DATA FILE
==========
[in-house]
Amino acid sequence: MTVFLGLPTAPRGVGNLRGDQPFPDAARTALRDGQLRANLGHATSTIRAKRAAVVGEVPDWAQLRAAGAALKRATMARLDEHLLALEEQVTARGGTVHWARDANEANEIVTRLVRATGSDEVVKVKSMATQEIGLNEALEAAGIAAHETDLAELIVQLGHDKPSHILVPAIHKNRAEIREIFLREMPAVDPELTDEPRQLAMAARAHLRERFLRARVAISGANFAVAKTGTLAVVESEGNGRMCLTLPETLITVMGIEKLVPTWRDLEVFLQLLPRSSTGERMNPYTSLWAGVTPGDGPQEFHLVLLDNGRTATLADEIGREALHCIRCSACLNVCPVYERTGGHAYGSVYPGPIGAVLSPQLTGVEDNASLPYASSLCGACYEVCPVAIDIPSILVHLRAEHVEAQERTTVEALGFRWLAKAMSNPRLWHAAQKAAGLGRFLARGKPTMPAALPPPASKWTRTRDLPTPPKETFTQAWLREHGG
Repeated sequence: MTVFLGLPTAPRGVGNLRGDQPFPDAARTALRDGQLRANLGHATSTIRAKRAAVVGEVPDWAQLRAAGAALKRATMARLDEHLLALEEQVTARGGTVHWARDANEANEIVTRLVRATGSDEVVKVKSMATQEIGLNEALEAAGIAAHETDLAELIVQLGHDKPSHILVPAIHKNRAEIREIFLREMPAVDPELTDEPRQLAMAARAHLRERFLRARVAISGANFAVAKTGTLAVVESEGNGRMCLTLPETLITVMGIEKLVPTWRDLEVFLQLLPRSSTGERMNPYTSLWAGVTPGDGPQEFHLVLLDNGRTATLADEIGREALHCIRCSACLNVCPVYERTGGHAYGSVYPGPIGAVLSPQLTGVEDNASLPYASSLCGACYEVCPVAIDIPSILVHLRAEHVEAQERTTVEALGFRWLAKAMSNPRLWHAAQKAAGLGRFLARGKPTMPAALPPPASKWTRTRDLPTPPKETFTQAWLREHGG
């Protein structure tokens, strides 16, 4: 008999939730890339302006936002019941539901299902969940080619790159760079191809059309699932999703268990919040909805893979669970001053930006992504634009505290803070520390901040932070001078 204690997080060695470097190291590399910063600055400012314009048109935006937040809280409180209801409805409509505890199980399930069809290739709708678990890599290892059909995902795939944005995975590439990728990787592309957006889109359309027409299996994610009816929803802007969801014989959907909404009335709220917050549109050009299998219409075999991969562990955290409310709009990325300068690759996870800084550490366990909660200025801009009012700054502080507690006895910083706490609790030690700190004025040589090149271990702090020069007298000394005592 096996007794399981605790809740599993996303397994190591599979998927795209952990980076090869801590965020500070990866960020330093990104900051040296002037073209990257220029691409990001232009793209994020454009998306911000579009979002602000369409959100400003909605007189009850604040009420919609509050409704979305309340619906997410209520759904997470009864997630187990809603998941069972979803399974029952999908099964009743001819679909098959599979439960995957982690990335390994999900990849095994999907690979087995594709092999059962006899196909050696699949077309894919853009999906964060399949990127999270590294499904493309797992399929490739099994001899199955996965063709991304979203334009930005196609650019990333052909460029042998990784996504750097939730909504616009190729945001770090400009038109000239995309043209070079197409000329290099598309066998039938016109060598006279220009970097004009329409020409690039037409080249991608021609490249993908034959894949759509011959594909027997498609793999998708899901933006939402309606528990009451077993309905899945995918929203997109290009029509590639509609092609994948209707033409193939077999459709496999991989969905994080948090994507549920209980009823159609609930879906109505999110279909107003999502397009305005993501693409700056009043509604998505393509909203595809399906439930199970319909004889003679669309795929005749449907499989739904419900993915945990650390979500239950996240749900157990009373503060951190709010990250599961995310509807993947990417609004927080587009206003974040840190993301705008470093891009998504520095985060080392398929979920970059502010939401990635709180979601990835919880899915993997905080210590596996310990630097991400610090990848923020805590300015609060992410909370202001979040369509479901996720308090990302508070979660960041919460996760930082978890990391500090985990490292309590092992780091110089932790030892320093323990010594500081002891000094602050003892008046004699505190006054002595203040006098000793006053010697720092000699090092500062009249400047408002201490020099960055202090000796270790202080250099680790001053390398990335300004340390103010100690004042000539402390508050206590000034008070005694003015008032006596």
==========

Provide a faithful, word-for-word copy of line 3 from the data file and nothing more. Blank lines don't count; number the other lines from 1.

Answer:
Repeated sequence: MTVFLGLPTAPRGVGNLRGDQPFPDAARTALRDGQLRANLGHATSTIRAKRAAVVGEVPDWAQLRAAGAALKRATMARLDEHLLALEEQVTARGGTVHWARDANEANEIVTRLVRATGSDEVVKVKSMATQEIGLNEALEAAGIAAHETDLAELIVQLGHDKPSHILVPAIHKNRAEIREIFLREMPAVDPELTDEPRQLAMAARAHLRERFLRARVAISGANFAVAKTGTLAVVESEGNGRMCLTLPETLITVMGIEKLVPTWRDLEVFLQLLPRSSTGERMNPYTSLWAGVTPGDGPQEFHLVLLDNGRTATLADEIGREALHCIRCSACLNVCPVYERTGGHAYGSVYPGPIGAVLSPQLTGVEDNASLPYASSLCGACYEVCPVAIDIPSILVHLRAEHVEAQERTTVEALGFRWLAKAMSNPRLWHAAQKAAGLGRFLARGKPTMPAALPPPASKWTRTRDLPTPPKETFTQAWLREHGG